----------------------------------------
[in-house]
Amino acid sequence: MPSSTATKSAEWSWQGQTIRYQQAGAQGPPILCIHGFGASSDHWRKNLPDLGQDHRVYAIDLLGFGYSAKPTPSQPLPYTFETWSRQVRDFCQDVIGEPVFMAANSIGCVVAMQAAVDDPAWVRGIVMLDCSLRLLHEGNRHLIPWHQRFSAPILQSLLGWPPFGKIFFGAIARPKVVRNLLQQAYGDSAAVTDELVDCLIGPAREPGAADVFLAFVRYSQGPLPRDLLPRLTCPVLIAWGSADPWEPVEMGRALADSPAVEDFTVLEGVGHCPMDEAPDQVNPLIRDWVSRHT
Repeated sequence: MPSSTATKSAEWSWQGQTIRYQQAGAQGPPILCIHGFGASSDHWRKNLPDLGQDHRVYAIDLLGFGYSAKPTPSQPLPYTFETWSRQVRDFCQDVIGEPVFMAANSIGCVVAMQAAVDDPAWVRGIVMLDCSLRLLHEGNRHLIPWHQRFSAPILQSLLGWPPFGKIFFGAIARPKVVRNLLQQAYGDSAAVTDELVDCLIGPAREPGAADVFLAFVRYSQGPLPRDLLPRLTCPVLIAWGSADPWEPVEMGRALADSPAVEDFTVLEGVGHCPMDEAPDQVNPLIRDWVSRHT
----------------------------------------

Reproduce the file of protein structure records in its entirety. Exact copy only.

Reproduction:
[in-house]
Amino acid sequence: MPSSTATKSAEWSWQGQTIRYQQAGAQGPPILCIHGFGASSDHWRKNLPDLGQDHRVYAIDLLGFGYSAKPTPSQPLPYTFETWSRQVRDFCQDVIGEPVFMAANSIGCVVAMQAAVDDPAWVRGIVMLDCSLRLLHEGNRHLIPWHQRFSAPILQSLLGWPPFGKIFFGAIARPKVVRNLLQQAYGDSAAVTDELVDCLIGPAREPGAADVFLAFVRYSQGPLPRDLLPRLTCPVLIAWGSADPWEPVEMGRALADSPAVEDFTVLEGVGHCPMDEAPDQVNPLIRDWVSRHT
Repeated sequence: MPSSTATKSAEWSWQGQTIRYQQAGAQGPPILCIHGFGASSDHWRKNLPDLGQDHRVYAIDLLGFGYSAKPTPSQPLPYTFETWSRQVRDFCQDVIGEPVFMAANSIGCVVAMQAAVDDPAWVRGIVMLDCSLRLLHEGNRHLIPWHQRFSAPILQSLLGWPPFGKIFFGAIARPKVVRNLLQQAYGDSAAVTDELVDCLIGPAREPGAADVFLAFVRYSQGPLPRDLLPRLTCPVLIAWGSADPWEPVEMGRALADSPAVEDFTVLEGVGHCPMDEAPDQVNPLIRDWVSRHT